Make America Great Again ... now what was that slogan the Nazis had ?

    1. The slogan was "One People, One Nation, One Leader." You asked...

  2. I thought the strongest proof of a lack of shared consensus was on Joe Biden’s first day in office, when he killed thousands of union jobs tied to the keystone XL pipeline while the professional class celebrated not being anxious reading the news

    1. That's an excellent example. And there are many more.

    2. And this week Biden saved over 10,000 jobs at United airlines, which is a legitimate business whereas the pipeline is a complete disaster on a dozen levels.

  3. The consistent dismissal of those 88% mentioned in the article as largely uneducated and ill-informed adds to the discontent. I am not smart enough to figure out how to acknowledge their sense of betrayal and injustice while at the same time providing an alternative to Trump, but I hope that some wise people are working on that. A lot of time and money has been spent bringing the worst of the capital insurgents to justice, but not much has been done to demonstrate, and prove, that America is for everybody. President Biden talks about unity, but has he really done anything in that direction? I honestly don't know.

    Warning sirens are being ignored, or scoffed at. Time to pay attention?

  4. Unity is a lie. A few thousand lost jobs, in a dying industry causing great planetary destruction, is a false conceit. (note: I work in this industry) What about the millions of jobs lost in the arts or the service industry?

    There has been a concerted effort for decades to create an ignorant population who do not know how to read for comprehension or investigate/research what they are being spoon-fed. Of course they're frustrated and discontent, but maintaining the great lie by pointing in the opposite direction of the truth won't help.

  5. Meanwhile Republicans refused to hold Trump accountable for the deaths that occurred on January 6th as a result of his actions. Which is worse: killing jobs or killing people?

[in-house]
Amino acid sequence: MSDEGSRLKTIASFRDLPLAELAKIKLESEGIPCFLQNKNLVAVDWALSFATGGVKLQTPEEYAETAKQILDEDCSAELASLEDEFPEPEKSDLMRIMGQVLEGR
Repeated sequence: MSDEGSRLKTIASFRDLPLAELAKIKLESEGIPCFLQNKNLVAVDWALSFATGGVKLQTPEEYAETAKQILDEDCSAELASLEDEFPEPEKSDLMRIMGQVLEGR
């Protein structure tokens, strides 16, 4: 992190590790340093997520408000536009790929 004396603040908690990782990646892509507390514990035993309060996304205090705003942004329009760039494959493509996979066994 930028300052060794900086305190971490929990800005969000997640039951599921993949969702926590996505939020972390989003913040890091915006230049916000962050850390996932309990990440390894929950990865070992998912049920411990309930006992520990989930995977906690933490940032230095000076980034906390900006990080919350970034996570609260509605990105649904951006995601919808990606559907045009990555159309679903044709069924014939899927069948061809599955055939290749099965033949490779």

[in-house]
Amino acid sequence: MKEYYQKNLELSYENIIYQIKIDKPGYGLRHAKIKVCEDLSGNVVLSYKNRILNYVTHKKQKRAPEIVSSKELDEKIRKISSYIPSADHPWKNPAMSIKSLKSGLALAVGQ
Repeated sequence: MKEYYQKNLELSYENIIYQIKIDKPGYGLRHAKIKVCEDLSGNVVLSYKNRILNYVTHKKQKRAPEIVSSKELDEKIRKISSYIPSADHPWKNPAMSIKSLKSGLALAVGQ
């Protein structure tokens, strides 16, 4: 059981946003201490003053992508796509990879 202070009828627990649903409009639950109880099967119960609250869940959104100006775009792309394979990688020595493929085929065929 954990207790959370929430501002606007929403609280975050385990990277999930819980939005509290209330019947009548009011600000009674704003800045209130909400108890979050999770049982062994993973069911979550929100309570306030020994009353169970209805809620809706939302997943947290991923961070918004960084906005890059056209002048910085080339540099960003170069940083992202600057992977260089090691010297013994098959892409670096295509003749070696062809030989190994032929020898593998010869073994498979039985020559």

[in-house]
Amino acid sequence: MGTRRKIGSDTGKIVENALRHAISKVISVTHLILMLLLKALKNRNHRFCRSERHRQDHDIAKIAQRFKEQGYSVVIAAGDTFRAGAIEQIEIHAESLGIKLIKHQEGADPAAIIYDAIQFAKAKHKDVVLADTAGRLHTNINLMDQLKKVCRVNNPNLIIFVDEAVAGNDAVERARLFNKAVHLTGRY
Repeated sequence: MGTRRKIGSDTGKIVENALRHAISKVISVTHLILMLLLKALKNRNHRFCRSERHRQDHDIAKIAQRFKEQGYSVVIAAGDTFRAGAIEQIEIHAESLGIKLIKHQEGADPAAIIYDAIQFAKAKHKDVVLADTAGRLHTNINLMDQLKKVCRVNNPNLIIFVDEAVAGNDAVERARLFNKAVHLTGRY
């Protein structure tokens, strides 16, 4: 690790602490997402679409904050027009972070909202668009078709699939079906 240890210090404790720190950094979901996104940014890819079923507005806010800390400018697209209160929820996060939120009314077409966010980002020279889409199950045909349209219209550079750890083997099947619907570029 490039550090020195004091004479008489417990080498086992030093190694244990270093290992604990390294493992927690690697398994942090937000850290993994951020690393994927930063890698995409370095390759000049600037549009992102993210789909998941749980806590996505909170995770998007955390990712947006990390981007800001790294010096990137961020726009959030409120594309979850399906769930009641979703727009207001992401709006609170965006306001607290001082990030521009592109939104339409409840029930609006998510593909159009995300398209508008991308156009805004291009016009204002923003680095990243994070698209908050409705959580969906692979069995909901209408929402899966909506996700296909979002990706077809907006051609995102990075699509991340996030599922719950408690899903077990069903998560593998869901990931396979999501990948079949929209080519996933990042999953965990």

6. My opponent says there are no easy answers. I say he isn't looking hard enough.

    --Bart Simpson

  7. This comment section is a prime example of the real question -- you can recognize Dolchstosslegende, but how do you stop it short of massive conflict and/or decades of reappraisal? If there's one thing humanity has proven, is that people are willing to ride their beliefs into the fire as opposed to admitting they were wrong. Like, do people really think there's some magic phrase that will make people go "Oh, yeah, I guess that election was legit after all?"

    Somebody pointed out about Biden reaching out to the other side -- that presupposes the other side has somebody that can be reached out to. If you want to talk about immigration in the context of a modern society, or finding better balances between environmental and economic concerns, okay, we can talk. If your position is COVID is a lie, climate change is a lie, and the world was better with the racial standards of the 1850s -- that's not a conversation we can have.

    1. "If your position is COVID is a lie, climate change is a lie, and the world was better with the racial standards of the 1850s -- that's not a conversation we can have."

      That's not the position of the vast majority of Trump voters, and the sooner you realize that the better.

  8. The "thousands of jobs lost with the cancellation of the keystone pipeline" is a persistent falsehood that needs to stop.